There are four coordinate plane quadrants you’ll need to know when plotting points or graphing lines on the coordinate plane. The coordinate plane, also known as the coordinate grid, cartesian coordinate system, or Cartesian plane, is constructed by taking a vertical axis, or the y-axis and setting it against a horizontal axis, or the x-axis. This creates a grid with four quadrants.
The four coordinate plane quadrants don't have names but are simply known as the first quadrant, second quadrant, third quadrant, and fourth quadrant.
Characteristics of Each of the Coordinate Plane Quadrants
As we know, each ordered pair of a point on the graph has an x-coordinate and a y-coordinate. In each pair of numbers, the first number represents the x-coordinate, and the second number represents the y-number. Each axis is a number line (horizontal number line for the x-axis, and vertical number line for the y-axis) that goes on forever in the negative direction (negative infinity) and positive direction (positive infinity).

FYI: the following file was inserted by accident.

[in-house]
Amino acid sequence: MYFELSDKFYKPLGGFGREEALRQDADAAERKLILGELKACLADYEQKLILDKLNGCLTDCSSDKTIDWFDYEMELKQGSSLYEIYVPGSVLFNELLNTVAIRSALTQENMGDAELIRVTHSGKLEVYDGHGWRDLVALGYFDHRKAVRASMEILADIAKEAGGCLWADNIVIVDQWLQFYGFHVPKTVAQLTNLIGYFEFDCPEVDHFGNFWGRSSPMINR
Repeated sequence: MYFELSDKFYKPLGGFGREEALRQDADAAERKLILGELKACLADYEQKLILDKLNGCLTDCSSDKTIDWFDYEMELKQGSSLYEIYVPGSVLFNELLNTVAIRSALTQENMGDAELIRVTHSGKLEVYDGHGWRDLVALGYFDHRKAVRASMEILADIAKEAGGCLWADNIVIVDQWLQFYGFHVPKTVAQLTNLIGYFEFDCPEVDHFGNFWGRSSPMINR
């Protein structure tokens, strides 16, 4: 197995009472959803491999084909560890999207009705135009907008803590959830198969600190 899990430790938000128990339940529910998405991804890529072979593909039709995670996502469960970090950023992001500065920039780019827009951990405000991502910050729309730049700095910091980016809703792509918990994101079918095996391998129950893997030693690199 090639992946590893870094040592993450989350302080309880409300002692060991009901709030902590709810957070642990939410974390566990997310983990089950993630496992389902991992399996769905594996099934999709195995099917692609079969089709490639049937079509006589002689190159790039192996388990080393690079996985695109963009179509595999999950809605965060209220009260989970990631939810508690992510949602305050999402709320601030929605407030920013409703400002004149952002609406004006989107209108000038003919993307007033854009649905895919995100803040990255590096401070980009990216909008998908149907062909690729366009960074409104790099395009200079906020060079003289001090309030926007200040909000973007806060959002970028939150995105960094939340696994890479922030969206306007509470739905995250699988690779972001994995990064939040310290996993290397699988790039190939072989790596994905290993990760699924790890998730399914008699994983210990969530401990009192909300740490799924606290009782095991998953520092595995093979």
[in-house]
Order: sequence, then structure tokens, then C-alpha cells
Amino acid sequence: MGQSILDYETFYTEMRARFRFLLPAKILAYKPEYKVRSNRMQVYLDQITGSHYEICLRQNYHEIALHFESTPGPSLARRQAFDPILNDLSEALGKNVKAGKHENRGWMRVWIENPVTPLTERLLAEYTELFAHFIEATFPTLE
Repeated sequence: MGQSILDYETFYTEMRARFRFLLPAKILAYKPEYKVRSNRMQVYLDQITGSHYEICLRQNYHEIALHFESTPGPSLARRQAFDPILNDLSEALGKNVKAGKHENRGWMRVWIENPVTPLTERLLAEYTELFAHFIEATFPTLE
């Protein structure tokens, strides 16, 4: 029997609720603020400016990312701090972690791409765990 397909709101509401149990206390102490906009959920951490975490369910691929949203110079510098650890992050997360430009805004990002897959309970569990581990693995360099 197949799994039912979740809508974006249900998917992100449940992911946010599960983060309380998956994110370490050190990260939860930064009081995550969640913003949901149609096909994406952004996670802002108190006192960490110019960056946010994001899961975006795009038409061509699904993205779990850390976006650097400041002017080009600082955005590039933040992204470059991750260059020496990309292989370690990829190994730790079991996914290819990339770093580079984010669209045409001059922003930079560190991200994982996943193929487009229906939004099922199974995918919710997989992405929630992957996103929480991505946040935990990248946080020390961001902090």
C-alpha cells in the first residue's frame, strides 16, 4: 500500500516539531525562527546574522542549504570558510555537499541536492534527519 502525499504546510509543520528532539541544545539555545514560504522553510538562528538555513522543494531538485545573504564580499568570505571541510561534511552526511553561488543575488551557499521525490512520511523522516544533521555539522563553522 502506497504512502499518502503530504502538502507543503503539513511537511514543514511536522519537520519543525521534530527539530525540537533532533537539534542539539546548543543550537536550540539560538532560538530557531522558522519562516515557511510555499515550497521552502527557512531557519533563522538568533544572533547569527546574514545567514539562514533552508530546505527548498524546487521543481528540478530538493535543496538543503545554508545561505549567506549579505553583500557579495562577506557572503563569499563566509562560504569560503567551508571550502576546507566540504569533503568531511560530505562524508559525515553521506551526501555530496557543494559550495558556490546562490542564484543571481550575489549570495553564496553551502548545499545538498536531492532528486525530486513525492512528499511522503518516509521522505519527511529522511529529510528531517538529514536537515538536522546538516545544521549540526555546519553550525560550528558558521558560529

On the x-axis, a positive x coordinate will be in the right quadrants and a negative x coordinate will be in the left quadrants. For the y-axis, a positive y-coordinate will be on the top half and a negative y-coordinate will be on the bottom half. Here are the characteristics for each of the four coordinate plane quadrants:
Quadrant I: positive x and positive y
Quadrant II: negative x and positive y
Quadrant III: negative x and negative y
Quadrant IV: positive x and negative y
Understanding the Four Coordinate Plane Quadrants
Knowing the characteristics for each of the quadrants means you can place a list of plot points simply by looking at the x values and y values and seeing whether they are positive numbers or negative numbers.
For example, a coordinate pair of (1, 4) will be in Quadrant I because both the x-value and y-value are positive. A coordinate pair of (-3, -3) will be in Quadrant III because both the x-value and the y-value are positive. And that’s all you need to know regarding the four coordinate plane quadrants on the Cartesian plane!